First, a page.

While your RV air conditioner units are meant to withstand wind and rain, they are not designed to withstand straight-line high-pressure washing. So, it’s best to just use your regular all-purpose water hose and RV soap to wash away any surface dirt, pollen and road grime from your air conditioner covers.
For more detailed information on how to take care of your RV rooftop air conditioner units: RV Air Conditioner Cleaning and Maintenance
Skylights and Roof Vents
Like the exterior vents and access panels on your RV’s exterior body, pressure wash contact can crack your motorhome’s or trailer’s roof vents. This also includes your Gen-turi as well as your RV black tank vent.
But also, high-pressure washing will also degrade or damage any adhesives or roof sealants.
If you pressure wash your RV roof, you stand to damage your television, satellite dish and WiFi antennae as well as any adhesive applications that secures them to your motorhome or camper’s roof.
For more detailed information on how to take care of your RV roof: RV Roof Inspection, Cleaning and Maintenance
Chrome or Aluminum
Using a power washer or pressure washer on any chrome or aluminum accessories or your wheels can damage the finish causing it to later peel or cloud. It’s better to hand-wash your chrome or aluminum rims and any decorative exterior RV accessories and decorations with a mild RV wash. You can follow up with a good coat of chrome or aluminum polish and buff until shiny.,
Brakes, Seals and Bearings
Pressure washing your RV’s wheels is a big no-no to begin with on RVs in general. However, from a safety standpoint, high-pressure water can adversely affect your RV’s brakes, seals and wheel bearings.
Instead, just use a gentle spray with your all-purpose water hose to clean off any residual brake dust, dirt and grime from your wheels.
Your RV tires are the most important feature on your RV because, that’s how we roll. High-pressure power washing your rubber tires can cause damage to the sidewall cords inside your tires.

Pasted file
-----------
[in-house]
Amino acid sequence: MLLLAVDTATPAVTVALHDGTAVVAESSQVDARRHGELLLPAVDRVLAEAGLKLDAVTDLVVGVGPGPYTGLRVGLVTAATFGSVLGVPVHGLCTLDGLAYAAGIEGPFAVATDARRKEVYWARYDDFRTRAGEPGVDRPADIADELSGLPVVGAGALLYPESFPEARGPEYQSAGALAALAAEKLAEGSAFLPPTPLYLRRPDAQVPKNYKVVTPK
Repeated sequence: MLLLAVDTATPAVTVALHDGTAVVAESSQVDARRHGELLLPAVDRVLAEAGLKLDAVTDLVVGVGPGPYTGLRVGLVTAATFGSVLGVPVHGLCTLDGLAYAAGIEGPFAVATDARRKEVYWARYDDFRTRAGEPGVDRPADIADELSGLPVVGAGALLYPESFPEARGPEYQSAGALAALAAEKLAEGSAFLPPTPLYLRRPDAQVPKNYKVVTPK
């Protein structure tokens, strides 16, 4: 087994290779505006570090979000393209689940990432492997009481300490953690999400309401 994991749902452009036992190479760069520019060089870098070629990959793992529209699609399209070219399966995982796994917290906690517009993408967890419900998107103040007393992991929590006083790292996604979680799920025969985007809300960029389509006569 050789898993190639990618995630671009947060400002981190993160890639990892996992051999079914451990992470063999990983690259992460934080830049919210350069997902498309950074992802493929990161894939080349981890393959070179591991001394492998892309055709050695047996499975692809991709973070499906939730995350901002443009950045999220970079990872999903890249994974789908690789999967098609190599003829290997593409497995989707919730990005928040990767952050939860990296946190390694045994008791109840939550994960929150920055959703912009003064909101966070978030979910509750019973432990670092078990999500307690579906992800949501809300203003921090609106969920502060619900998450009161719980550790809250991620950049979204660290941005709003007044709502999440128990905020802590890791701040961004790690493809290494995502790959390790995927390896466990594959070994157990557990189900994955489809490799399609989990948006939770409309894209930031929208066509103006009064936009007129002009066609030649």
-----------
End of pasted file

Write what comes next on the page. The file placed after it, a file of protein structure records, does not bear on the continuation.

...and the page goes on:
It’s best to just use a tire scrub brush with our recommended tire soap to clean your tires. After, you can apply a tire dressing to preserve the rubber while protecting them from UV rays and salt damage.
For more detailed information on how to take care of your RV tires: RV Tire Safety and Maintenance
There’s a reason why your engine is protected by a hood or engine housing; to keep water away from the engine components. However, if you pressure wash your RV engine (motorhome), getting too close to everything under the hood could result in an expensive disaster.
Everything from electrical wires, fuses, gaskets, hoses, fittings and delicate mechanical parts can be subject to becoming dislodged, broken, flooded or soaked from high pressure water.
If you insist on cleaning your motorhome’s engine, use a specialized engine cleaner and your all-purpose water hose instead. Always wipe down with a clean dry cloth after to keep moisture at bay in your RV engine compartment.
That’s a Wrap!
So save your money on buying a pressure washer or hiring a detailing crew to clean your RV exterior.
But, if you’re hell-bent and insist on using a pressure washer to clean your RV motorhome or camper, be extremely careful not to get too close, especially if the nozzle of the pressure washer is set to a narrow angle.
Watch your PSI and always keep your pressure washer nozzle at a safe distance from any surfaces as well as your person. Never play around with a pressure washer as they can cause serious injury if not used correctly. And, not that anyone needs a reminder, do not allow children to play with or use a pressure washer.
And, while we don’t recommend using a pressure washer on your RV, there are a few reputable high-pressure power washers out there.
If you have a very powerful gas-powered pressure washer unit, you’ll need to make sure you’re using the right adapter. And always…ALWAYS make certain the water pressure is turned to minimal PSI.
So, that wraps up this article. We hope it was insightful and helpful in helping you decide if pressure washing your RV is the right thing to do. And, if you have a big enough checkbook in case it causes damage.